“The Corruption Perception Index by Transparency International only evaluates psychological attitude of responders in polls. As a result, they are making conclusions on desirable institutional changes in the country purely on the basis of sociological studies. We try to find a correlation between actions and effects. It is important to move away from a subjective approach and towards objective research.

Our institute offers a universal tool allowing any willing nation to conduct an evaluation of its anti-corruption efforts and figure out whether the national anti-corruption policy is effective. MONKOR can compare the results in various countries that use its methods,” Tsyrin said.

Despite the fact that MONKOR’s author sees it as an alternative to Transparency International’s index, the latter is used in the Russian method as part of its fundamental data, along with the Word Bank’s country policy and institutional assessment (CPIA) for Corruption. Experts at the International anti-corruption academy and the FATF (Financial Action Task Force) group also participated in the research.

In Russia, the index uses data provided by the Supreme Court, the Interior Ministry and the Prosecutor General’s Office. It will also include “corruption market” data provided by the Ministry of Economic Development.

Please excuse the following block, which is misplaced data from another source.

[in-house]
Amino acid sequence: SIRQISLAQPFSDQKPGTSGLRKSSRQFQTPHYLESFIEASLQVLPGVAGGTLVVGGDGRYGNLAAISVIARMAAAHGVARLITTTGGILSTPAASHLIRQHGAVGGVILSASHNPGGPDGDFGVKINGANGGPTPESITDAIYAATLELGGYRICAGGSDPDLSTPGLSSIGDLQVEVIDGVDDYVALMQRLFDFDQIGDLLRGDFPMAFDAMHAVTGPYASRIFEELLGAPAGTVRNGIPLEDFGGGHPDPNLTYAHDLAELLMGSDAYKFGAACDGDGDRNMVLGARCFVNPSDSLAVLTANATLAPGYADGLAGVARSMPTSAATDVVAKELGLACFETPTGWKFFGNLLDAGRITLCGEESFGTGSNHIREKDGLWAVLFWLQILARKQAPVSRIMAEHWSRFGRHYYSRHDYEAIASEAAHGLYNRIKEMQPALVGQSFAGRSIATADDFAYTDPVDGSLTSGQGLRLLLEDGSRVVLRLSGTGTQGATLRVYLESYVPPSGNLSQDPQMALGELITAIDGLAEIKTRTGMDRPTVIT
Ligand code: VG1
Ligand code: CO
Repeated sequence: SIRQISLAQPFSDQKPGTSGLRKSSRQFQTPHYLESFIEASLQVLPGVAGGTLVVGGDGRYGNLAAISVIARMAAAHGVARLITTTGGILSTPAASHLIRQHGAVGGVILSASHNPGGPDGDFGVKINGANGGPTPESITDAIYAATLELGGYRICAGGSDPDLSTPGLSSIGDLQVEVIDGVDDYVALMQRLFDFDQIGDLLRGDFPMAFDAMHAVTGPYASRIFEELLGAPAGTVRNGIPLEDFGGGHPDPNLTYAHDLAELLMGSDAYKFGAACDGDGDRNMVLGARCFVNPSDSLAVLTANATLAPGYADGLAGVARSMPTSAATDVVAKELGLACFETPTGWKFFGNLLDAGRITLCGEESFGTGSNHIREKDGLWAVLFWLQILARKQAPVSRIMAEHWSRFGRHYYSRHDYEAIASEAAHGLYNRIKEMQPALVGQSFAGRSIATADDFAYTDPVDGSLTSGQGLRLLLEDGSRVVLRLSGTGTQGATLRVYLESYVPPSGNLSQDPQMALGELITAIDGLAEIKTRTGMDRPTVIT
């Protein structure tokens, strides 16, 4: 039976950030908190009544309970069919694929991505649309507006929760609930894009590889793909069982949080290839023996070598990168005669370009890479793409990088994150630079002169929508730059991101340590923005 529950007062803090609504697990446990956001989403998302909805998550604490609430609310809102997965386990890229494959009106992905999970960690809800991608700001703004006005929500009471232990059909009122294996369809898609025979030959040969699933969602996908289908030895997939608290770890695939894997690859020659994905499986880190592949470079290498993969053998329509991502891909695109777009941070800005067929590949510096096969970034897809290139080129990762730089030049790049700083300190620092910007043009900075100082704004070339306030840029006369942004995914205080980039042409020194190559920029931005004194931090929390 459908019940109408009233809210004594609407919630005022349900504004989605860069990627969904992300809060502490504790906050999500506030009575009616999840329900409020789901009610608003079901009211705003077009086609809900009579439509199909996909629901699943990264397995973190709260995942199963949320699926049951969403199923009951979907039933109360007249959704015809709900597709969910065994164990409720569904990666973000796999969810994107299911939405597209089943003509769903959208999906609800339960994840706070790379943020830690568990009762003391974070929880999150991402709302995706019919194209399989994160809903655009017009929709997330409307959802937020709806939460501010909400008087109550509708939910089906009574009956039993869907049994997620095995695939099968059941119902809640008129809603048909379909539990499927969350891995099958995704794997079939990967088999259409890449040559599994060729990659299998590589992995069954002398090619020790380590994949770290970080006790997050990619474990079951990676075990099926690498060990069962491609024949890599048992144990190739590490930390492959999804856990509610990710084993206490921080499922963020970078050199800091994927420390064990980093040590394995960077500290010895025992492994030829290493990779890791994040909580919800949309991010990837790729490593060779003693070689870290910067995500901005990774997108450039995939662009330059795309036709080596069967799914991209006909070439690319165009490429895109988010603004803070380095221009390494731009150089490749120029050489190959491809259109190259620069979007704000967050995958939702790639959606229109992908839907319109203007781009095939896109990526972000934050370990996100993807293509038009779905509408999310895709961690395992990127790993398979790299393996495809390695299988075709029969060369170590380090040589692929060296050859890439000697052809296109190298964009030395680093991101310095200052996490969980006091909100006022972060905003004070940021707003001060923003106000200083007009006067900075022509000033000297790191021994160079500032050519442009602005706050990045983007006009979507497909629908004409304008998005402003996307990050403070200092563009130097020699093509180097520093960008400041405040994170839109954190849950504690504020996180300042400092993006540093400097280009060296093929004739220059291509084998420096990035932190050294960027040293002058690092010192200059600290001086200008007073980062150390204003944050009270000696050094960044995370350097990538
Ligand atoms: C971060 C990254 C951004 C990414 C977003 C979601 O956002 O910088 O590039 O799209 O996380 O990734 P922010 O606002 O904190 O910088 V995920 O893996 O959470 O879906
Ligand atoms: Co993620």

The new index is being tested in Russia and Kyrgyzstan, and talks are being held with Belarus, Kazakhstan and some other nations, Tsyrin told reporters.

Russia’s position in the Transparency International Corruption Perception Index has been gradually falling since the mid-1990s. In 2014, the country was placed 136th of 174, a list also including Iran, Lebanon, Nigeria, Kyrgyzstan and Cameroon. The authors of the research emphasized that Russia’s anti-corruption effort was, in their view “chaotic and irresolute.”

Top Russian officials have repeatedly criticized the TI’s approach as biased and politicized. The head of the Presidential Administration, Sergey Ivanov, said that he was “extremely skeptical” about the 2014 index, adding “ratings can be drawn by anyone.” At the same time, Ivanov noted the authorities were closely following serious sociological agencies, including foreign and international organizations.